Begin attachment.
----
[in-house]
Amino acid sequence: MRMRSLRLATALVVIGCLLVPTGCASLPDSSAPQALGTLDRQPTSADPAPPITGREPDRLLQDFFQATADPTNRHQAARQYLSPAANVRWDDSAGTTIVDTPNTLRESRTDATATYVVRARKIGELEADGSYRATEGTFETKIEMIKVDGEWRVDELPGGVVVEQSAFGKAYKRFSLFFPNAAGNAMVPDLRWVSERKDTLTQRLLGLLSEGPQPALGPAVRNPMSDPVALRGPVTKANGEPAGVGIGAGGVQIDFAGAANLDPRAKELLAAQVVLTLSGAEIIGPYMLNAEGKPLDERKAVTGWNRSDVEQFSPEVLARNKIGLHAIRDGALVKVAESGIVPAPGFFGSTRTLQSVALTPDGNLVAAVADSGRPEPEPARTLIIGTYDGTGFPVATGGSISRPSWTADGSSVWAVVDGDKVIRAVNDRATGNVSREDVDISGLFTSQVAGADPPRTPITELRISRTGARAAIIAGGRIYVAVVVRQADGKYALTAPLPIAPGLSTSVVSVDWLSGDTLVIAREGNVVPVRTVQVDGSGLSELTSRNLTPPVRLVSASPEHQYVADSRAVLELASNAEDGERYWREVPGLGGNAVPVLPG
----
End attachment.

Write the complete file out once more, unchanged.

[in-house]
Amino acid sequence: MRMRSLRLATALVVIGCLLVPTGCASLPDSSAPQALGTLDRQPTSADPAPPITGREPDRLLQDFFQATADPTNRHQAARQYLSPAANVRWDDSAGTTIVDTPNTLRESRTDATATYVVRARKIGELEADGSYRATEGTFETKIEMIKVDGEWRVDELPGGVVVEQSAFGKAYKRFSLFFPNAAGNAMVPDLRWVSERKDTLTQRLLGLLSEGPQPALGPAVRNPMSDPVALRGPVTKANGEPAGVGIGAGGVQIDFAGAANLDPRAKELLAAQVVLTLSGAEIIGPYMLNAEGKPLDERKAVTGWNRSDVEQFSPEVLARNKIGLHAIRDGALVKVAESGIVPAPGFFGSTRTLQSVALTPDGNLVAAVADSGRPEPEPARTLIIGTYDGTGFPVATGGSISRPSWTADGSSVWAVVDGDKVIRAVNDRATGNVSREDVDISGLFTSQVAGADPPRTPITELRISRTGARAAIIAGGRIYVAVVVRQADGKYALTAPLPIAPGLSTSVVSVDWLSGDTLVIAREGNVVPVRTVQVDGSGLSELTSRNLTPPVRLVSASPEHQYVADSRAVLELASNAEDGERYWREVPGLGGNAVPVLPG